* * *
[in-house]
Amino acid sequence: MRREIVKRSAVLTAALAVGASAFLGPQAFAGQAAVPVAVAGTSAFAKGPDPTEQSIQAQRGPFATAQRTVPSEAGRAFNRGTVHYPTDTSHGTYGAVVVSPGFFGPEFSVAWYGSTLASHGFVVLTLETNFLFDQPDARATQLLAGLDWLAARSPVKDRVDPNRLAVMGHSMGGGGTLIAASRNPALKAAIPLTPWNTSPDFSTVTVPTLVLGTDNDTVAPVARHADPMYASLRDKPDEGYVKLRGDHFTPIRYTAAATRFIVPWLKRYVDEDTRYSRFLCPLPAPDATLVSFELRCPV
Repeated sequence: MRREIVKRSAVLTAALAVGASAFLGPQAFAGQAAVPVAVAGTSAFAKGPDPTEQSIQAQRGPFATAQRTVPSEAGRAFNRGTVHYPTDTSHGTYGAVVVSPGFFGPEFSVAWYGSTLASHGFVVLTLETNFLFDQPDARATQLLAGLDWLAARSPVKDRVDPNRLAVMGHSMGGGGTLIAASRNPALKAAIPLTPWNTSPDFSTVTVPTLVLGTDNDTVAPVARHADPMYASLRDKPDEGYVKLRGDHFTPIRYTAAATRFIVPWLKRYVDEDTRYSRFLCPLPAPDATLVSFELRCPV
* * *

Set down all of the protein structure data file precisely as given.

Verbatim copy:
[in-house]
Amino acid sequence: MRREIVKRSAVLTAALAVGASAFLGPQAFAGQAAVPVAVAGTSAFAKGPDPTEQSIQAQRGPFATAQRTVPSEAGRAFNRGTVHYPTDTSHGTYGAVVVSPGFFGPEFSVAWYGSTLASHGFVVLTLETNFLFDQPDARATQLLAGLDWLAARSPVKDRVDPNRLAVMGHSMGGGGTLIAASRNPALKAAIPLTPWNTSPDFSTVTVPTLVLGTDNDTVAPVARHADPMYASLRDKPDEGYVKLRGDHFTPIRYTAAATRFIVPWLKRYVDEDTRYSRFLCPLPAPDATLVSFELRCPV
Repeated sequence: MRREIVKRSAVLTAALAVGASAFLGPQAFAGQAAVPVAVAGTSAFAKGPDPTEQSIQAQRGPFATAQRTVPSEAGRAFNRGTVHYPTDTSHGTYGAVVVSPGFFGPEFSVAWYGSTLASHGFVVLTLETNFLFDQPDARATQLLAGLDWLAARSPVKDRVDPNRLAVMGHSMGGGGTLIAASRNPALKAAIPLTPWNTSPDFSTVTVPTLVLGTDNDTVAPVARHADPMYASLRDKPDEGYVKLRGDHFTPIRYTAAATRFIVPWLKRYVDEDTRYSRFLCPLPAPDATLVSFELRCPV